OLR Bill Analysis
AN ACT CONCERNING THE PROVISION OF A PAYOFF STATEMENT BY A JUDGMENT LIENHOLDER.
This bill creates a process by which a judgment lienholder may provide a payoff statement to a debtor, the debtor's attorney, or current owner of the property subject to the lien.
Specifically, the bill:
1. requires a judgment lienholder or the lienholder's attorney to provide a written payoff statement within a specified time period after receiving a written request for it;
2. allows the request to be sent to the lienholder using the name and address on the property records, but requires it to be sent to the lienholder's attorney if the lienholder has taken enforcement action regarding the lien; and
3. prohibits charging a fee for the first payoff statement request each calendar year, unless there is a request for expedited delivery and certain conditions are met.
By law, a judgment lien secures the unpaid amount of any money judgment and may be placed on any real property of the debtor by recording it on the land records in the town where the property lies (see BACKGROUND).
EFFECTIVE DATE: October 1, 2018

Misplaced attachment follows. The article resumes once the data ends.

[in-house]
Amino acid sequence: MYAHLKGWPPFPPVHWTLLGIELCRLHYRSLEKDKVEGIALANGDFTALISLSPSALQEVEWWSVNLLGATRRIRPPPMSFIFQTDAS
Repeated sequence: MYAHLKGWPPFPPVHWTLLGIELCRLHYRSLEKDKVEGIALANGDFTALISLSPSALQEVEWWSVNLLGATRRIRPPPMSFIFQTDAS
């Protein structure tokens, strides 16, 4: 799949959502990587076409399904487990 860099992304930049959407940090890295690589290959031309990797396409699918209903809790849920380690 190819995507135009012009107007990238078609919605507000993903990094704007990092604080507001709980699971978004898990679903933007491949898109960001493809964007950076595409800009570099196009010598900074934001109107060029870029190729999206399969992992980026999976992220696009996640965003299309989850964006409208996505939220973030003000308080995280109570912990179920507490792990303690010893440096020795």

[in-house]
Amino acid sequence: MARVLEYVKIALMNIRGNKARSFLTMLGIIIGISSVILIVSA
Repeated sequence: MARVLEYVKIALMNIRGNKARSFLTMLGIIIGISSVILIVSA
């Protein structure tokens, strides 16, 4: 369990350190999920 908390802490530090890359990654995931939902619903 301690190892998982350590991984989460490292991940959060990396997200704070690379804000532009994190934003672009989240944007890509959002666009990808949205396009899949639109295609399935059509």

JUDGMENT LIENHOLDER PAYOFF STATEMENT
Debtor's Written Request
Under the bill, a request to a judgment lienholder or the lienholder's attorney for a payoff statement must be made in writing. In identifying the lienholder's name and mailing address, the bill allows the debtor, debtor's attorney, or authorized representative for the current owner of the property subject to the lien to rely on the last recorded lien that secures the lienholder's judgment. A request must be provided to the lienholder's attorney if the lienholder is a plaintiff in an enforcement action pending in Superior Court regarding the lien.
Lienholder's Payoff Statement
The bill requires a judgment lienholder, or the attorney who has filed an appearance on the lienholder's behalf, to provide a written payoff statement after receiving a request. The lienholder must do so by the date specified in the request, provided it is at least 21 business days after the lienholder received the payoff statement request.
The bill generally prohibits the judgment lienholder or the attorney from imposing a fee or a charge for the first payoff statement requested within a calendar year. The bill makes an exception if the judgment debtor or the judgment debtor's attorney or other authorized agent requests expedited delivery, agrees to pay a fee for such delivery, and the payoff statement is provided by the date the parties agreed on.
By law, a judgment lien expires 20 years after the judgment was rendered (10 years for those related to small claims), unless the party claiming the lien (1) begins a foreclosure action within that time period and (2) records a formal notice of the foreclosure proceeding on the land records (CGS § 52-380a).
A judgment lien that expires for failure to comply with the above time limitations is automatically nullified and its continued existence does not affect the record owner's title or the property's marketability (CGS § 52-380c).
Joint Favorable Substitute